I have been impressed by Sean Kearns, an actor almost unknown on this side of the water, in roles ranging from Lennie in Of Mice And Men to the Nurse in Romeo And Juliet. Now he crosses the Irish Sea with Pat McGrath to play a couple of slaughtermen reliving the events which led to the closure of the abattoir they worked in.
This two-hander by Patrick McCabe (author of The Butcher Boy) deserves more success here, but I fear won't get it. As Vance and Moss recount and re-enact the confrontation between a ne'er-do-well just out of jail, the slaughterhouse owner and is fatale daughter, the dominant register of the piece is "Irish and Western" – both Paco and "Big John" are literally cowboys among the forty fields of green, and all concerned are given to bursting into C&W song to comment upon events. (It must be said, too, that the repetition of songs comes over less as thoughtfully patterning than just plain repetitious.) Without a sensitivity for this strain of Irish culture, much of the work's power – especially as Moss and Vance deal with their own everyday tragedies – is likely to pass one by. This is a pity, as two such finely honed performances deserve more recognition.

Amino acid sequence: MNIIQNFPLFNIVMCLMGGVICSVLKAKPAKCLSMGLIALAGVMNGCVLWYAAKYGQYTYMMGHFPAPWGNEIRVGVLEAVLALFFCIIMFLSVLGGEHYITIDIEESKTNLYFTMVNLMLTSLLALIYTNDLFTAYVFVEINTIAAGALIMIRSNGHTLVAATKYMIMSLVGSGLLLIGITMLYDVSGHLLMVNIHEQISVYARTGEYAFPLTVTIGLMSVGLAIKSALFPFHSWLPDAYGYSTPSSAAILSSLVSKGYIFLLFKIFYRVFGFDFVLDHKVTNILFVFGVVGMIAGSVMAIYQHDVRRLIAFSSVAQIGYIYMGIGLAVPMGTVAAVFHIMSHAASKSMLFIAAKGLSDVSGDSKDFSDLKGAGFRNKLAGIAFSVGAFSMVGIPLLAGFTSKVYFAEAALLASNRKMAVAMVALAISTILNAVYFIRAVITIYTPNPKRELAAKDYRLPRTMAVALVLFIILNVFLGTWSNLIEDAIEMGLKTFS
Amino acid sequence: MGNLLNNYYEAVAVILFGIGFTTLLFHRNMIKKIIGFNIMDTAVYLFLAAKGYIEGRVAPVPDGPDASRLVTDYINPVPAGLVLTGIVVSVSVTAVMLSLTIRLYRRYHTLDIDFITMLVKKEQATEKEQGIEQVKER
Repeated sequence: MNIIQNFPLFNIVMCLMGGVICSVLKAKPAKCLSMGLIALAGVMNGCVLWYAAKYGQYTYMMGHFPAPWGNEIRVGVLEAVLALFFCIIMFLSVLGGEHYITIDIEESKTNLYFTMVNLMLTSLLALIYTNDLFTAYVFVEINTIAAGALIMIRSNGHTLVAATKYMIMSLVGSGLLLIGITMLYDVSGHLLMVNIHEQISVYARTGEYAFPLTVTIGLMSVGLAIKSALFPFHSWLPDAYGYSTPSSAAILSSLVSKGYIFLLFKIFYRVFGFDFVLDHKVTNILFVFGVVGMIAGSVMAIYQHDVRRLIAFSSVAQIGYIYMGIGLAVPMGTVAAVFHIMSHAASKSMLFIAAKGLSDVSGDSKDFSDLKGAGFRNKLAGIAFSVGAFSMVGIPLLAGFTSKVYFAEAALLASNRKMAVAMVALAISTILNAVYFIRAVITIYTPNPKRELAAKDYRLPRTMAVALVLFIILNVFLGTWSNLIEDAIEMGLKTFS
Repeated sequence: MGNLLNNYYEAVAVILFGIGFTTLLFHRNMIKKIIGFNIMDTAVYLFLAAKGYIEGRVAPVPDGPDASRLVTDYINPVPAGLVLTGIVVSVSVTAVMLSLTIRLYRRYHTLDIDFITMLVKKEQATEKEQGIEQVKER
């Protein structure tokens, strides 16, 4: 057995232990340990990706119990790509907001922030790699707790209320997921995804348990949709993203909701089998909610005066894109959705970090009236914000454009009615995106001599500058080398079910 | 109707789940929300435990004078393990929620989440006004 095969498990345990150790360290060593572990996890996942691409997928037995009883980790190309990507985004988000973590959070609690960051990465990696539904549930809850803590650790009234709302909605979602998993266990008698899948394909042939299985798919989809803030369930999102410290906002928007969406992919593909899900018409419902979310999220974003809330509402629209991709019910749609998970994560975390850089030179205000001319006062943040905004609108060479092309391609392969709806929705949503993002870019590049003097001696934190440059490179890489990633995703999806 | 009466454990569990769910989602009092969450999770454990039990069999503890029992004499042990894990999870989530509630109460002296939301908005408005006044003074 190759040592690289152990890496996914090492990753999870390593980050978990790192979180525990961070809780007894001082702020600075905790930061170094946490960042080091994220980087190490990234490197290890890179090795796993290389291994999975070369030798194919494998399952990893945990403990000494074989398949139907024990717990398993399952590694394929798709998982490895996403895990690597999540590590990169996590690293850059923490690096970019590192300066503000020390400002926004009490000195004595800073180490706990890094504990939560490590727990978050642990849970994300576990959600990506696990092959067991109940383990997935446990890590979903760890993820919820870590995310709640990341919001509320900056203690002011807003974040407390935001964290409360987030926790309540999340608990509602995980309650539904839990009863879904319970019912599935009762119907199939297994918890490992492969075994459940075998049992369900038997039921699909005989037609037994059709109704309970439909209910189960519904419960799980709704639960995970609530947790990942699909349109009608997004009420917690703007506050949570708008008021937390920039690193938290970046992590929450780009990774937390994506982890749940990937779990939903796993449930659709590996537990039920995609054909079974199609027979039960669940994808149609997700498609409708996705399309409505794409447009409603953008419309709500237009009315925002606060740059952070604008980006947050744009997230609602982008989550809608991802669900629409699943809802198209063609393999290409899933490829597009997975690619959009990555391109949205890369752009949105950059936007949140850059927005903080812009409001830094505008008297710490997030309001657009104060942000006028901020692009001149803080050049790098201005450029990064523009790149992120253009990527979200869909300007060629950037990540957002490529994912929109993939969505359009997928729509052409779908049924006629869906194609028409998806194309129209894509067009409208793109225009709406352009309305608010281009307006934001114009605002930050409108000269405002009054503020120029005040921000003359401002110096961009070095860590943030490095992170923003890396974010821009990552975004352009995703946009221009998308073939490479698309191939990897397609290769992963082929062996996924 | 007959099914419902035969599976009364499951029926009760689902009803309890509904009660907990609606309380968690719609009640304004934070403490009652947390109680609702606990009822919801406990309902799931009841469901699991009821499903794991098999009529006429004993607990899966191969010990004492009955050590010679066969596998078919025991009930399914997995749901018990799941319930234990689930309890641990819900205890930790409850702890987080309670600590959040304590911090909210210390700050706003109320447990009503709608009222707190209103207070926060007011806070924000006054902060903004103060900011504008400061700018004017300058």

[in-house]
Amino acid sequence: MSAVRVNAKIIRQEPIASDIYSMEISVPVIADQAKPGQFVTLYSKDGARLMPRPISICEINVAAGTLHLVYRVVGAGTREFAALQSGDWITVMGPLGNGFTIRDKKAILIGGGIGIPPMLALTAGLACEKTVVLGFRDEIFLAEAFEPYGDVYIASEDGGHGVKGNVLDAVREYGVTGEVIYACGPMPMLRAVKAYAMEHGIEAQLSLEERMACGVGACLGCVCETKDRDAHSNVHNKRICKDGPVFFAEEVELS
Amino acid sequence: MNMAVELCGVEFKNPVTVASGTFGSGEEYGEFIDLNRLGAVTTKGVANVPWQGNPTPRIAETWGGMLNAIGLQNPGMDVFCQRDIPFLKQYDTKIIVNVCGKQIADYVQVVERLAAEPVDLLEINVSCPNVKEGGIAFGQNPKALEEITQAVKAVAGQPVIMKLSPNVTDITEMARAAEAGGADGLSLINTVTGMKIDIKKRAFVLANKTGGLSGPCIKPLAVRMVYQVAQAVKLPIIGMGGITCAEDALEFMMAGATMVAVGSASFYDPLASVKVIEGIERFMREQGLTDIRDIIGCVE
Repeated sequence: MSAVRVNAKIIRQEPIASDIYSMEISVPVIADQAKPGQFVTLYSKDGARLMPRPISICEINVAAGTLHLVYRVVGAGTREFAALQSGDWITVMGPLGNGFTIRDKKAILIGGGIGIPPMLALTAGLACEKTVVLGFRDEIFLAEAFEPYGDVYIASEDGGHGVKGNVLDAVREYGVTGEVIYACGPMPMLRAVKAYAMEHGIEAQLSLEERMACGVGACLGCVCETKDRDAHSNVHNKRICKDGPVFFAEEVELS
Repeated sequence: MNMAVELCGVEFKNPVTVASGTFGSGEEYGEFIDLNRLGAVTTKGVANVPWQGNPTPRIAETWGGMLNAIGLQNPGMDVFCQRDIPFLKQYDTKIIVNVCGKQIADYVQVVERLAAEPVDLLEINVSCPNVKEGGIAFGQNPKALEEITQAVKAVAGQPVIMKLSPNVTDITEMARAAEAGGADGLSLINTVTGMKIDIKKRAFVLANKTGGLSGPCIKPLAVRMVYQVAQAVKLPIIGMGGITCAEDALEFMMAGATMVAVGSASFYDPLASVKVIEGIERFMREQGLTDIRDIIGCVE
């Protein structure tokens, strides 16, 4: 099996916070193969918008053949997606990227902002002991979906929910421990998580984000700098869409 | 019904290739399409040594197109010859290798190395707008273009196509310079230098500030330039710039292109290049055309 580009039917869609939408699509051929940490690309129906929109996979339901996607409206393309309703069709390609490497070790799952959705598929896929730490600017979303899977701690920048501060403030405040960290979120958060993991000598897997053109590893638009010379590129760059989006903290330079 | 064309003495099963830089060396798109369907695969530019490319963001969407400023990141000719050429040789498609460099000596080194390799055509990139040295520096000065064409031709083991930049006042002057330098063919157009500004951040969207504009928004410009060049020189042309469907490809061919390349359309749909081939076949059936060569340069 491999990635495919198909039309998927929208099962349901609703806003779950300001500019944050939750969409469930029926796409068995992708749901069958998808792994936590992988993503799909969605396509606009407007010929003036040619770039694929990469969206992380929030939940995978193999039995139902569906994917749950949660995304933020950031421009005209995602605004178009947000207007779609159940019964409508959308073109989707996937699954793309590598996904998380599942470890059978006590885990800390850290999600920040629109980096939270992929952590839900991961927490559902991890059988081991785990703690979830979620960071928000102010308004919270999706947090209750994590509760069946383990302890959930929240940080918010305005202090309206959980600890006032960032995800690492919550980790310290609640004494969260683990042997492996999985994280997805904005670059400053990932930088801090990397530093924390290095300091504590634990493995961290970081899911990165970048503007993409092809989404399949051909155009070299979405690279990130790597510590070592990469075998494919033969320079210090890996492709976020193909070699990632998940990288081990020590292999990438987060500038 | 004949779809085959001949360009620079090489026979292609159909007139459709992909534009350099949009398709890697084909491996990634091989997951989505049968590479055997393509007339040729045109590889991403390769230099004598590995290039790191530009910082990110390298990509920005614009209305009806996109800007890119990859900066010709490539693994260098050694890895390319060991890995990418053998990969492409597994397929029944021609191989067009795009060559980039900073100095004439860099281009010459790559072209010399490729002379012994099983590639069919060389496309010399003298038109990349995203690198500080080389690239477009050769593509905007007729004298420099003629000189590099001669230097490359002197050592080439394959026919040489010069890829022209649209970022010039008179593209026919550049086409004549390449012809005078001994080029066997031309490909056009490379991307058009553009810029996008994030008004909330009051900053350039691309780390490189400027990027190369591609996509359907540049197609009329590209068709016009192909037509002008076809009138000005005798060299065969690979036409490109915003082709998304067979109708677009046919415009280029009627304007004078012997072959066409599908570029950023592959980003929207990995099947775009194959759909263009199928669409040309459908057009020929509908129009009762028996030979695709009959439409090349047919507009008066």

Written for the Financial Times Web site, ft.com
Copyright © Ian Shuttleworth; all rights reserved.
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